Quantitative PCR (qPCR) can identify the relative or absolute amount of a target, but in some cases the number of target DNAs falls below the limit of detection even after optimizing the assay. In addition, quantitation of data in qPCR requires the establishment of standard curves or evaluation of internal reference genes, which takes extra time to develop. dPCR offers an alternative approach that can have a lower limit of detection, provide quantitative results without the need for standard curves, and, depending on the dPCR platform, be amenable to multiplexing.
A typical dPCR workflow has similarities to qPCR since the same target-specific reagents are used to set up the initial assay. The downstream steps of the workflow for dPCR differ from standard qPCR though. Digital PCR reactions are divided into nanoliter reactions either by creating small droplets in an oil emulsion or by partitioning the reaction into micro-molded, nanoliter-sized plastic compartments in a plate. In essence, the 20,000 or so partitions become individual qPCR reactions. After dilution and partitioning, the target DNA or cDNA is statistically only found either 1 or 0 times per partition, which is why it is referred to as "digital" PCR.
After partitioning, if the target is present, it is amplified in the presence of an intercalating dye or 5’ nuclease probe. During amplification, the intercalating dyes or 5' fluorophores from the probe are activated to release the fluorescent signal. The partitions that do not contain a target DNA or cDNA do not produce any amplicons, so no fluorescence is created. Each partition is then analyzed at the end point of the reaction. The number of positive wells or droplets directly represents the total number of starting targets in the sample.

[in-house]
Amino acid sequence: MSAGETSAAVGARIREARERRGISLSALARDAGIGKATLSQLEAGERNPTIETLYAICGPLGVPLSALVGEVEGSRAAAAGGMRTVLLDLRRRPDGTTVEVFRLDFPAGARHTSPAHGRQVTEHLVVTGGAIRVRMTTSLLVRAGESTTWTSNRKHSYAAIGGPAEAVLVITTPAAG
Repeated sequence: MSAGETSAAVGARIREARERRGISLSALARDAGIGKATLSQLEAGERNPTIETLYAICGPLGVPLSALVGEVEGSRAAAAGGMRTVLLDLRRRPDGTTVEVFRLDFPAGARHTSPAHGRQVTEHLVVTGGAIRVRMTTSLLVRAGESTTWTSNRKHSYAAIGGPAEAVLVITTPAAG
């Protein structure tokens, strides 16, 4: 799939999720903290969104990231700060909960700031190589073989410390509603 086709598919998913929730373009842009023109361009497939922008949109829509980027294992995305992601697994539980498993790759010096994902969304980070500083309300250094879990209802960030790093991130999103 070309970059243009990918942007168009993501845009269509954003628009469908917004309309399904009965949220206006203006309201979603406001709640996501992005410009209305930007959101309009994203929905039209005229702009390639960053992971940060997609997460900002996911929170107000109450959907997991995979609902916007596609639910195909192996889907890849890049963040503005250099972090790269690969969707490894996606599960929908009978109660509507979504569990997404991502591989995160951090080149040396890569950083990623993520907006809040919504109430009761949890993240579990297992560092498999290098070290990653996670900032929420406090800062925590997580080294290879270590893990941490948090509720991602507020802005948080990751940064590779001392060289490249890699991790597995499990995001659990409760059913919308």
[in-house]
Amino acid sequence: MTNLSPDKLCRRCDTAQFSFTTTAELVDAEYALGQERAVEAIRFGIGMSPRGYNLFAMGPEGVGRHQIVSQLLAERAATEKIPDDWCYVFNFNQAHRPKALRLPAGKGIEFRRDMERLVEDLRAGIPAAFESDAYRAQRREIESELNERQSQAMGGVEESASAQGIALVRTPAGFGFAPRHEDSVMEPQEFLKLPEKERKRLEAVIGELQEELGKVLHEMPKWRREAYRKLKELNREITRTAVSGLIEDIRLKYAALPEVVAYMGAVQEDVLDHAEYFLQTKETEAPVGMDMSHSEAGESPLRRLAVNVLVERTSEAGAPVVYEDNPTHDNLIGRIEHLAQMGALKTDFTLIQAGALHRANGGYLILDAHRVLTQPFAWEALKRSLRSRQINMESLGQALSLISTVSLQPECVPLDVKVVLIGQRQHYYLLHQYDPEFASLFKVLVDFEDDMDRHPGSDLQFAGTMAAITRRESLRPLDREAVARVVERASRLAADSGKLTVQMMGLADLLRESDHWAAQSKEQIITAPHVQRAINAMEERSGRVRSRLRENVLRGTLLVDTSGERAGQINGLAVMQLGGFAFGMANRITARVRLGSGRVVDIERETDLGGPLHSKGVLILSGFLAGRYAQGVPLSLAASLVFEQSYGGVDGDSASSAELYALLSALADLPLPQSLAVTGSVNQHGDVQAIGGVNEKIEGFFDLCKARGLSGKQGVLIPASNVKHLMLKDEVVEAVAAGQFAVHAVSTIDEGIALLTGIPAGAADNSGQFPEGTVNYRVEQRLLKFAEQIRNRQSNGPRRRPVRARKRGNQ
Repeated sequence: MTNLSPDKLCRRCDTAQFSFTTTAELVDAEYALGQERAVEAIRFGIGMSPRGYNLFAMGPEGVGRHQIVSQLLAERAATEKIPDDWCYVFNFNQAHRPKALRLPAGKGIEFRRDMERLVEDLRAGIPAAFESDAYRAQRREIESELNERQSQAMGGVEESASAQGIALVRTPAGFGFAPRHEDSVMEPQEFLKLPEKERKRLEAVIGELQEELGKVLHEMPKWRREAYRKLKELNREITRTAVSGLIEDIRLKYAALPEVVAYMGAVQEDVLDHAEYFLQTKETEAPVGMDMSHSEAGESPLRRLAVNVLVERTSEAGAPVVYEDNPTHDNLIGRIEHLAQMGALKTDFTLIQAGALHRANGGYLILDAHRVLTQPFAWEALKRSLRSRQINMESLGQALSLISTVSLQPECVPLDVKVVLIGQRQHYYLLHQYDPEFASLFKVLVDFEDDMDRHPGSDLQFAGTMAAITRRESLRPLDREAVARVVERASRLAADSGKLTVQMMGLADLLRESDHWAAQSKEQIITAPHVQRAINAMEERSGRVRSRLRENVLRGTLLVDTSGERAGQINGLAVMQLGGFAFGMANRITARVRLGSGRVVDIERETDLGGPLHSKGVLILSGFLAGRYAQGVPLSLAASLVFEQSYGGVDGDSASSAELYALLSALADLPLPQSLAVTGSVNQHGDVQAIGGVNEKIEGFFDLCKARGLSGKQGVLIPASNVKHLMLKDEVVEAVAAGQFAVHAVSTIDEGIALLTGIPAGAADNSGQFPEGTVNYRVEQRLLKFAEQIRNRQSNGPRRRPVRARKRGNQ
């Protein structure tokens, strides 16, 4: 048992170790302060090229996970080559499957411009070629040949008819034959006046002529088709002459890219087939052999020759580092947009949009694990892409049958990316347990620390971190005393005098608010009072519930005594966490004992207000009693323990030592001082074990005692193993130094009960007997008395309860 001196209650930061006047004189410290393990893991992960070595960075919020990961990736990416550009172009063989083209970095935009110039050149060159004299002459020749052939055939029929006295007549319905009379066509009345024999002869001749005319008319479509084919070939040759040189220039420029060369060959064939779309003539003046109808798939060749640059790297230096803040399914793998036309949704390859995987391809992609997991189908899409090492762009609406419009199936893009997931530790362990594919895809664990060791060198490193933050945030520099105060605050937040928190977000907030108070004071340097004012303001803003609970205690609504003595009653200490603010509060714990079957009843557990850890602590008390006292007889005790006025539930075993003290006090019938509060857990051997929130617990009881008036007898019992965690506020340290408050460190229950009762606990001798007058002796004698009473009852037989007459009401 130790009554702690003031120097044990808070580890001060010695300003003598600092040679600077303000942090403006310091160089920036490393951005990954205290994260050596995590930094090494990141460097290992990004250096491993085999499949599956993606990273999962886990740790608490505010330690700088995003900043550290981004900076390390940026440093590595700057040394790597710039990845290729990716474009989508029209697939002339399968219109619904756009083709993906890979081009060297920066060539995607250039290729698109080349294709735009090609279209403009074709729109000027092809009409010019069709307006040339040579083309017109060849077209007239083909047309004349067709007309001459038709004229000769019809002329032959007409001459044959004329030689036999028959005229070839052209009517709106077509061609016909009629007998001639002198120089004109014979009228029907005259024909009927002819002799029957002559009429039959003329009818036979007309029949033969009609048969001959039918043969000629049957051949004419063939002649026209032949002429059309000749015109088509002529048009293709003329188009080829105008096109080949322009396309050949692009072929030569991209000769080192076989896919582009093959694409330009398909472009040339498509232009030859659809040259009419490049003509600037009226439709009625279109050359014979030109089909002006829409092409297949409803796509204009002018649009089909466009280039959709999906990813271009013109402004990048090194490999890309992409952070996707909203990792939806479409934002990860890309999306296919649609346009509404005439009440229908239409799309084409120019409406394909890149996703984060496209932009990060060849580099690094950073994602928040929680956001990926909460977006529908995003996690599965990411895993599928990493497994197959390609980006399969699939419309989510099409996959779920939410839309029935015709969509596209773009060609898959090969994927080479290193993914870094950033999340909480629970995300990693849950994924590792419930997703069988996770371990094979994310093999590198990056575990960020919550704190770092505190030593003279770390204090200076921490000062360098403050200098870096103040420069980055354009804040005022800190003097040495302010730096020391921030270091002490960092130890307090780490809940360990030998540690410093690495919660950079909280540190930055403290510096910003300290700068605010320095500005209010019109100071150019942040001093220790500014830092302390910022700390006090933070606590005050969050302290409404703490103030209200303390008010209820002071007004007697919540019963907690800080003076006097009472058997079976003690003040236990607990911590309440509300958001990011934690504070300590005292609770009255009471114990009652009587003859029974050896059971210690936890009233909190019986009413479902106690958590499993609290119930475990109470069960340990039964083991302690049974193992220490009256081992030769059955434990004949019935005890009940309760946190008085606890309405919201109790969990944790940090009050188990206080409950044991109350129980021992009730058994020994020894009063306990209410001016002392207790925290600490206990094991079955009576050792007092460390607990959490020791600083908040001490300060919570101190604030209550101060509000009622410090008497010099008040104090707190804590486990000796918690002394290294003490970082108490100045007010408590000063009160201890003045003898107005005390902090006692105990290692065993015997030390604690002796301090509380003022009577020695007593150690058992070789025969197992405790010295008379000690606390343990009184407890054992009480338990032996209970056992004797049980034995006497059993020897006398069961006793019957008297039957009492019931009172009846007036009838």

IDT offers the highest quality of oligos and probes to use for digital PCR applications whether you are using 5’ nuclease probes or intercalating dyes to assess the number of target DNAs in your sample.
PrimeTime™ qPCR Primer Assays for intercalating dye dPCR
When using intercalating dyes such as SYBR® (Life Technologies) or EvaGreen® (Biotium) for dPCR applications, assessing the specificity of the reaction is essential. Intercalating dyes release fluorescence when they bind to any double-stranded DNA including non-specific amplicons and/or primer-dimers; therefore, poorly designed primer sets can result in skewed results. IDT PrimeTime qPCR Primer Assays include predesigned assays for human, mouse, or rat; or you can create your own custom assay for other species using the PrimerQuest™ Tool. In concordance with the Minimum Information for Publication of Quantitative Real-Time PCR Experiments (MIQE) guidelines, the primer sequences are provided in our predesigned assays . The predesigned qPCR assays have been assessed to avoid off-target amplification, reduce secondary structures, and reduce primer-dimer formation. In addition, the same primer pair is used in the complementary predesigned PrimeTime qPCR Probe Assay, providing an economical alternative to evaluate the primers before purchasing the corresponding probe-based assay.